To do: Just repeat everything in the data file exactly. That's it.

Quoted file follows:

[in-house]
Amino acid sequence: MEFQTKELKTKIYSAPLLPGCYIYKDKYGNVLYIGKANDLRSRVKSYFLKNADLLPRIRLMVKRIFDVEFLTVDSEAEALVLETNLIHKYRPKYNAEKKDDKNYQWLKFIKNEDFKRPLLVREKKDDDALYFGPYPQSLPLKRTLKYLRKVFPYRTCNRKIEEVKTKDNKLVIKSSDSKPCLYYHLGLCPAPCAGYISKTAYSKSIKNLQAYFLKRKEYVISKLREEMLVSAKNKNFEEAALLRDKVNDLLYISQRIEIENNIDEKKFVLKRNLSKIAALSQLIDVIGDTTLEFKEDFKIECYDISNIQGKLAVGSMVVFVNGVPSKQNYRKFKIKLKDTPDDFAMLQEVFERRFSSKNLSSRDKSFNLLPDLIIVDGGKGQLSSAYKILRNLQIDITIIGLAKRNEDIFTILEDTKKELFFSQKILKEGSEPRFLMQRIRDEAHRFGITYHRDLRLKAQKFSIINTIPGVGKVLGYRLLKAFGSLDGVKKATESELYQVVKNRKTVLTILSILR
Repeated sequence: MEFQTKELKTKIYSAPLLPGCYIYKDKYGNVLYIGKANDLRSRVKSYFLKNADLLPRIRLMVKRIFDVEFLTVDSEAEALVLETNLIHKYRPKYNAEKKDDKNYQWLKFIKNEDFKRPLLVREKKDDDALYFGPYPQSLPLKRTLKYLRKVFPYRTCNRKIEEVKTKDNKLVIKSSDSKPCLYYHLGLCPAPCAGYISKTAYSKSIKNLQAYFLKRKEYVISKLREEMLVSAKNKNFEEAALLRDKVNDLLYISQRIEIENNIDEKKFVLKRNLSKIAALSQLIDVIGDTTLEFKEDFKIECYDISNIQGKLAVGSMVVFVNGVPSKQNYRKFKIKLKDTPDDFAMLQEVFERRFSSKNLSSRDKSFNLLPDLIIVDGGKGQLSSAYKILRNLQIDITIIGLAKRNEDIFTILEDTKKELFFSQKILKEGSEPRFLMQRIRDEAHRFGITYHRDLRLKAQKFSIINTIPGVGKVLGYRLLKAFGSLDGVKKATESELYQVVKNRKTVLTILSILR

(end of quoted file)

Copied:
[in-house]
Amino acid sequence: MEFQTKELKTKIYSAPLLPGCYIYKDKYGNVLYIGKANDLRSRVKSYFLKNADLLPRIRLMVKRIFDVEFLTVDSEAEALVLETNLIHKYRPKYNAEKKDDKNYQWLKFIKNEDFKRPLLVREKKDDDALYFGPYPQSLPLKRTLKYLRKVFPYRTCNRKIEEVKTKDNKLVIKSSDSKPCLYYHLGLCPAPCAGYISKTAYSKSIKNLQAYFLKRKEYVISKLREEMLVSAKNKNFEEAALLRDKVNDLLYISQRIEIENNIDEKKFVLKRNLSKIAALSQLIDVIGDTTLEFKEDFKIECYDISNIQGKLAVGSMVVFVNGVPSKQNYRKFKIKLKDTPDDFAMLQEVFERRFSSKNLSSRDKSFNLLPDLIIVDGGKGQLSSAYKILRNLQIDITIIGLAKRNEDIFTILEDTKKELFFSQKILKEGSEPRFLMQRIRDEAHRFGITYHRDLRLKAQKFSIINTIPGVGKVLGYRLLKAFGSLDGVKKATESELYQVVKNRKTVLTILSILR
Repeated sequence: MEFQTKELKTKIYSAPLLPGCYIYKDKYGNVLYIGKANDLRSRVKSYFLKNADLLPRIRLMVKRIFDVEFLTVDSEAEALVLETNLIHKYRPKYNAEKKDDKNYQWLKFIKNEDFKRPLLVREKKDDDALYFGPYPQSLPLKRTLKYLRKVFPYRTCNRKIEEVKTKDNKLVIKSSDSKPCLYYHLGLCPAPCAGYISKTAYSKSIKNLQAYFLKRKEYVISKLREEMLVSAKNKNFEEAALLRDKVNDLLYISQRIEIENNIDEKKFVLKRNLSKIAALSQLIDVIGDTTLEFKEDFKIECYDISNIQGKLAVGSMVVFVNGVPSKQNYRKFKIKLKDTPDDFAMLQEVFERRFSSKNLSSRDKSFNLLPDLIIVDGGKGQLSSAYKILRNLQIDITIIGLAKRNEDIFTILEDTKKELFFSQKILKEGSEPRFLMQRIRDEAHRFGITYHRDLRLKAQKFSIINTIPGVGKVLGYRLLKAFGSLDGVKKATESELYQVVKNRKTVLTILSILR